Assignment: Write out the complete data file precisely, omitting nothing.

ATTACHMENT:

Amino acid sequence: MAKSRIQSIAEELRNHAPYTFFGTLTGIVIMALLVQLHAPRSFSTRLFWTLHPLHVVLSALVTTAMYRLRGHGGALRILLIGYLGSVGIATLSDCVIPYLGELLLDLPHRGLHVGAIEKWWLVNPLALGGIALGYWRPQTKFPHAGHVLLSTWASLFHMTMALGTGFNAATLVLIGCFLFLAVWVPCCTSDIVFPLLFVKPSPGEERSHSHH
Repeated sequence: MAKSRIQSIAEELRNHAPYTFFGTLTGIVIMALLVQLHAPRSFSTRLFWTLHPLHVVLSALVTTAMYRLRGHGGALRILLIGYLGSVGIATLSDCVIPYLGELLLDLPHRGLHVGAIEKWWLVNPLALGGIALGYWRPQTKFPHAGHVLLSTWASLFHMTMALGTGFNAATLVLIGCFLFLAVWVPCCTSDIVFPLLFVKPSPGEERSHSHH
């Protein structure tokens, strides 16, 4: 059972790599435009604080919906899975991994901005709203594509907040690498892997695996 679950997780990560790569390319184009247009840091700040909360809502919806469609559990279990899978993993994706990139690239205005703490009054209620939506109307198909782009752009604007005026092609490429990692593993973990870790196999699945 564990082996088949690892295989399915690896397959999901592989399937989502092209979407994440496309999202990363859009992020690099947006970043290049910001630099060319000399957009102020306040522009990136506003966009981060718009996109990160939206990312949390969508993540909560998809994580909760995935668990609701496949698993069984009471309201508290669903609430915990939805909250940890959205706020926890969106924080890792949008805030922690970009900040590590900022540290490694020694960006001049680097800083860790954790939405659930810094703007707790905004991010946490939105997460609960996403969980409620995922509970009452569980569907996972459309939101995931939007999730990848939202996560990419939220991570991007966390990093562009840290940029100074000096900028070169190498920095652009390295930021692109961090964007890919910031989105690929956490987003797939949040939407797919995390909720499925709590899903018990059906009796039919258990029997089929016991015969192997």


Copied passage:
Amino acid sequence: MAKSRIQSIAEELRNHAPYTFFGTLTGIVIMALLVQLHAPRSFSTRLFWTLHPLHVVLSALVTTAMYRLRGHGGALRILLIGYLGSVGIATLSDCVIPYLGELLLDLPHRGLHVGAIEKWWLVNPLALGGIALGYWRPQTKFPHAGHVLLSTWASLFHMTMALGTGFNAATLVLIGCFLFLAVWVPCCTSDIVFPLLFVKPSPGEERSHSHH
Repeated sequence: MAKSRIQSIAEELRNHAPYTFFGTLTGIVIMALLVQLHAPRSFSTRLFWTLHPLHVVLSALVTTAMYRLRGHGGALRILLIGYLGSVGIATLSDCVIPYLGELLLDLPHRGLHVGAIEKWWLVNPLALGGIALGYWRPQTKFPHAGHVLLSTWASLFHMTMALGTGFNAATLVLIGCFLFLAVWVPCCTSDIVFPLLFVKPSPGEERSHSHH
């Protein structure tokens, strides 16, 4: 059972790599435009604080919906899975991994901005709203594509907040690498892997695996 679950997780990560790569390319184009247009840091700040909360809502919806469609559990279990899978993993994706990139690239205005703490009054209620939506109307198909782009752009604007005026092609490429990692593993973990870790196999699945 564990082996088949690892295989399915690896397959999901592989399937989502092209979407994440496309999202990363859009992020690099947006970043290049910001630099060319000399957009102020306040522009990136506003966009981060718009996109990160939206990312949390969508993540909560998809994580909760995935668990609701496949698993069984009471309201508290669903609430915990939805909250940890959205706020926890969106924080890792949008805030922690970009900040590590900022540290490694020694960006001049680097800083860790954790939405659930810094703007707790905004991010946490939105997460609960996403969980409620995922509970009452569980569907996972459309939101995931939007999730990848939202996560990419939220991570991007966390990093562009840290940029100074000096900028070169190498920095652009390295930021692109961090964007890919910031989105690929956490987003797939949040939407797919995390909720499925709590899903018990059906009796039919258990029997089929016991015969192997």